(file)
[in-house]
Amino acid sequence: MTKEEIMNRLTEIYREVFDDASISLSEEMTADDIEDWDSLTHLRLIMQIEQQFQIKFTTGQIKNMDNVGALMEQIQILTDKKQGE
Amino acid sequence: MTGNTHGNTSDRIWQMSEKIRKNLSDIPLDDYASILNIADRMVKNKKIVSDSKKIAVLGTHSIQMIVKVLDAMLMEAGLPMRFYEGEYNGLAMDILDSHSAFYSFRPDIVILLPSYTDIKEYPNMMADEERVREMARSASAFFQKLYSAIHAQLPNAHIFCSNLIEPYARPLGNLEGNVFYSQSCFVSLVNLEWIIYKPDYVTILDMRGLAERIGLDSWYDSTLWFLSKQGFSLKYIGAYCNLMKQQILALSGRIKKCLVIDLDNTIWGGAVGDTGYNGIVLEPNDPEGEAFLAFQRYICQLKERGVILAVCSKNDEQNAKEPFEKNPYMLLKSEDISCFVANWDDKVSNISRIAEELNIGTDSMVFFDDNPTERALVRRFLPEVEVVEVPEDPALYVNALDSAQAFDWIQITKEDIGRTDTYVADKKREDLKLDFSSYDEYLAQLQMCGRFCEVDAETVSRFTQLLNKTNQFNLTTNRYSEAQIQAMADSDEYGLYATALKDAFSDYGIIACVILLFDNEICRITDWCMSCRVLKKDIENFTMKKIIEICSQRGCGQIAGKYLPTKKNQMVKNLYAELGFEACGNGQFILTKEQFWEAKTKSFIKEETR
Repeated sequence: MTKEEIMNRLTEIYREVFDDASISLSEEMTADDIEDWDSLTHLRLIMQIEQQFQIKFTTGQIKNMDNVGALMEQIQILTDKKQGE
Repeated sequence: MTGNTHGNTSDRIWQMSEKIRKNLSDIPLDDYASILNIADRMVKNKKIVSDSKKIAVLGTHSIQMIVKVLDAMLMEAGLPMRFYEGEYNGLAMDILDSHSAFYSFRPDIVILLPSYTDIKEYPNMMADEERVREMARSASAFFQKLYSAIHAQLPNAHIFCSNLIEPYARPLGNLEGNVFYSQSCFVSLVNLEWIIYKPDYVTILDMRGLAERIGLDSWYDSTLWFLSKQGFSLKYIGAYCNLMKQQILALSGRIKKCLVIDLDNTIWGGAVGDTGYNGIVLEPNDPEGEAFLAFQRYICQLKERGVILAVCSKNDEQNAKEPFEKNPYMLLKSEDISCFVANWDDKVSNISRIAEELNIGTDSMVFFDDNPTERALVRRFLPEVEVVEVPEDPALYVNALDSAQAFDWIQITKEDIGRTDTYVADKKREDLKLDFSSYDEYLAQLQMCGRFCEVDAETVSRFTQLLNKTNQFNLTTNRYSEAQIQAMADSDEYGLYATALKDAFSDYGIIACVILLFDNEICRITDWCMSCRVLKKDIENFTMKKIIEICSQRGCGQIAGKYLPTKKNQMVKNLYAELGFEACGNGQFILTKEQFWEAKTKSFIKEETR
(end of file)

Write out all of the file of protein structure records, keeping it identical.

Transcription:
[in-house]
Amino acid sequence: MTKEEIMNRLTEIYREVFDDASISLSEEMTADDIEDWDSLTHLRLIMQIEQQFQIKFTTGQIKNMDNVGALMEQIQILTDKKQGE
Amino acid sequence: MTGNTHGNTSDRIWQMSEKIRKNLSDIPLDDYASILNIADRMVKNKKIVSDSKKIAVLGTHSIQMIVKVLDAMLMEAGLPMRFYEGEYNGLAMDILDSHSAFYSFRPDIVILLPSYTDIKEYPNMMADEERVREMARSASAFFQKLYSAIHAQLPNAHIFCSNLIEPYARPLGNLEGNVFYSQSCFVSLVNLEWIIYKPDYVTILDMRGLAERIGLDSWYDSTLWFLSKQGFSLKYIGAYCNLMKQQILALSGRIKKCLVIDLDNTIWGGAVGDTGYNGIVLEPNDPEGEAFLAFQRYICQLKERGVILAVCSKNDEQNAKEPFEKNPYMLLKSEDISCFVANWDDKVSNISRIAEELNIGTDSMVFFDDNPTERALVRRFLPEVEVVEVPEDPALYVNALDSAQAFDWIQITKEDIGRTDTYVADKKREDLKLDFSSYDEYLAQLQMCGRFCEVDAETVSRFTQLLNKTNQFNLTTNRYSEAQIQAMADSDEYGLYATALKDAFSDYGIIACVILLFDNEICRITDWCMSCRVLKKDIENFTMKKIIEICSQRGCGQIAGKYLPTKKNQMVKNLYAELGFEACGNGQFILTKEQFWEAKTKSFIKEETR
Repeated sequence: MTKEEIMNRLTEIYREVFDDASISLSEEMTADDIEDWDSLTHLRLIMQIEQQFQIKFTTGQIKNMDNVGALMEQIQILTDKKQGE
Repeated sequence: MTGNTHGNTSDRIWQMSEKIRKNLSDIPLDDYASILNIADRMVKNKKIVSDSKKIAVLGTHSIQMIVKVLDAMLMEAGLPMRFYEGEYNGLAMDILDSHSAFYSFRPDIVILLPSYTDIKEYPNMMADEERVREMARSASAFFQKLYSAIHAQLPNAHIFCSNLIEPYARPLGNLEGNVFYSQSCFVSLVNLEWIIYKPDYVTILDMRGLAERIGLDSWYDSTLWFLSKQGFSLKYIGAYCNLMKQQILALSGRIKKCLVIDLDNTIWGGAVGDTGYNGIVLEPNDPEGEAFLAFQRYICQLKERGVILAVCSKNDEQNAKEPFEKNPYMLLKSEDISCFVANWDDKVSNISRIAEELNIGTDSMVFFDDNPTERALVRRFLPEVEVVEVPEDPALYVNALDSAQAFDWIQITKEDIGRTDTYVADKKREDLKLDFSSYDEYLAQLQMCGRFCEVDAETVSRFTQLLNKTNQFNLTTNRYSEAQIQAMADSDEYGLYATALKDAFSDYGIIACVILLFDNEICRITDWCMSCRVLKKDIENFTMKKIIEICSQRGCGQIAGKYLPTKKNQMVKNLYAELGFEACGNGQFILTKEQFWEAKTKSFIKEETR